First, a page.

The twin threats of competition and stagnation shadow McDonald’s like horsemen of the apocalypse. To "boost sales in a mature, slow-growing market, McDonald’s has little choice but to build more restaurants—if it passes up a prime site, rivals such as Burger King and Wendy’s will grab it," observed the Economist<D>. The go-go ruthlessness essential to the modern manager is personified by CEO Quinlin’s credo: "I’m open to any course that helps McDonald’s dominate every market." As the innovational Quinlin put it in his 1995 year-end statement, "Even as the market leader, we serve less than 1 percent of the world’s population on a given day." (Though 7 percent of the U.S., and 5 percent of Australia) According to the WSJ<D>, the expansion puts added pressure on existing McDonald’s outlets. But, as an industry analyst puts it, one has to look at the bright side, too: "there’s an opportunity here to capture [market] share from weaker performers. It’s a market-share game, and McDonald’s is taking a ‘take-no-prisoners approach’."
Today, a year later, McDonald’s is increasingly careworn though no less interested in total control. Declining sales over the past six quarters and losses of domestic market shares forced the fast-food behemoth to try and lower the price of its flagship burger, the Big Mac, from $1.90 to $.55, and to give free sandwich vouchers to any customers not served within 55 seconds. (The magic number, 55, came from the year the McDonald’s dream was launched.) This cheapening of price to loss provoking levels, combined with yet another ratcheting upward of time compression, would have accelerated the ecological damage McDonald’s does to both human and non-human worlds. But it provoked still more resistance from the ever-squeezed franchisees, who eventually forced the company to back off. The logic of this ill-fated venture was spelled out in an internal memorandum which noted that Burger-King, PepsiCo’s Taco Bell, and Wendy’s all "are moving forward with their own service initiatives," and went on to add, "We can’t allow our competition to pre-empt us, putting us in a defensive position. The first "quick service restaurant chain to demonstrate and advertise improved service will take command of the industry… " In other words, run them over with a Mack truck, take no prisoners—and don’t forget the cuddly Disney souvenirs and the heart-warming ads, either.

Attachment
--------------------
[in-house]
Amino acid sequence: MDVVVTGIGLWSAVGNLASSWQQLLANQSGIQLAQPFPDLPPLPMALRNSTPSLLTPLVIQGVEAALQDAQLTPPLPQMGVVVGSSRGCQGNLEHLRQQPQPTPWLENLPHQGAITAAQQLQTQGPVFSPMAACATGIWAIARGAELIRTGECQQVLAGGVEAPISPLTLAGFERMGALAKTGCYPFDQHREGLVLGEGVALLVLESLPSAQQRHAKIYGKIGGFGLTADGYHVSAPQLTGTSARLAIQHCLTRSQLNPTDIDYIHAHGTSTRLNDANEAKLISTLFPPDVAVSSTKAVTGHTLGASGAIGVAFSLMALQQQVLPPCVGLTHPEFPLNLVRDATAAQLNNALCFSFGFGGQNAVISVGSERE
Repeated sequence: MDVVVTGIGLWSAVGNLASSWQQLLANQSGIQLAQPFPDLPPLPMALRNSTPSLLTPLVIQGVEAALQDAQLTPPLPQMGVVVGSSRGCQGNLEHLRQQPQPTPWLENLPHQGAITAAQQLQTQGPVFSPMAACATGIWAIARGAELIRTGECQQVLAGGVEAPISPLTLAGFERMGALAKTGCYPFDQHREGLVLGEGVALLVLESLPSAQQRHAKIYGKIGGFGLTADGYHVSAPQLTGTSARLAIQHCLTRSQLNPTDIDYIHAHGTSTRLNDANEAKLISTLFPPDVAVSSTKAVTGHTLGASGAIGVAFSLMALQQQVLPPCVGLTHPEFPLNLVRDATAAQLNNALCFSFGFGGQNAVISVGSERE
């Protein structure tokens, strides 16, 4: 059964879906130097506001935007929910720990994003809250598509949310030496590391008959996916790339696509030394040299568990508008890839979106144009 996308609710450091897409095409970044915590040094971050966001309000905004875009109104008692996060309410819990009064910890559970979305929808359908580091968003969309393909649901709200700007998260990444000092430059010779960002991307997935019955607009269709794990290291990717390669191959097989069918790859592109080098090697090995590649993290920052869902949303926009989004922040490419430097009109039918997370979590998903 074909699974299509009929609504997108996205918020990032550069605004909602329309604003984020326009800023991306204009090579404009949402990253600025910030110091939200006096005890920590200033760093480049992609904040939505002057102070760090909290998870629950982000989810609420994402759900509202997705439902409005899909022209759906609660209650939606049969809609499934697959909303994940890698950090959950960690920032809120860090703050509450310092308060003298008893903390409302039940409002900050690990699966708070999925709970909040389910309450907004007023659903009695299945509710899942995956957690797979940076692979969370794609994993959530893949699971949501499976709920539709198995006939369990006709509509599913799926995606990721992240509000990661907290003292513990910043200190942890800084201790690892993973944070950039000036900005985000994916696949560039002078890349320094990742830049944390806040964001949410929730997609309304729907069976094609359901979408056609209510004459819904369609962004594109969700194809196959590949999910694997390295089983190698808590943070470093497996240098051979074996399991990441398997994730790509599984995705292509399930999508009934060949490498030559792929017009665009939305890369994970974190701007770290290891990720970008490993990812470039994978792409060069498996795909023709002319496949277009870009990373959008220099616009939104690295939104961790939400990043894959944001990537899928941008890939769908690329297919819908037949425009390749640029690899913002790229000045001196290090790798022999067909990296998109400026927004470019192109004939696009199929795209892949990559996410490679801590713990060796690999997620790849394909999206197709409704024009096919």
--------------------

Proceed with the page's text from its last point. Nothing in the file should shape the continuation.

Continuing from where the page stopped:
Because there’s no hope for equilibrium where McDonald’s is concerned, its growth is truly cancerous. "Grow or Die" means "Grow and Die" for the rest of us. We are all indebted to Helen Steel, Dave Morris, and the McSpotlight organization for inhibiting the tumor. Now their life-giving struggle spreads. Just last night, the McLibel site yielded news of anti-McDonald’s protests in Gothenburg, Sweden, Christchurch, New Zealand, Vancouver, BC, Dublin, Ireland, Leiden, Holland, and in the U.S., Santa Monica, Barre/Montpelier, Vermont, Washington, DC, Woods Hole, Massachusetts and Arlington, Virginia, the latter with arrests and national television coverage. Could radical surgery be in the offing?
That hope may be premature. But one perennial lesson is still valid: The truth can make you free—if it gets out and is heard. In McLibel, courage, wit, and the stupidity of power came together in a remarkable drama, and the Internet allowed it to be heard.
Adapted from a work in progress, The Enemy of Nature. References may be obtained by sending a SASE to Joel Kovel, Box 89, Willow, NY 12495.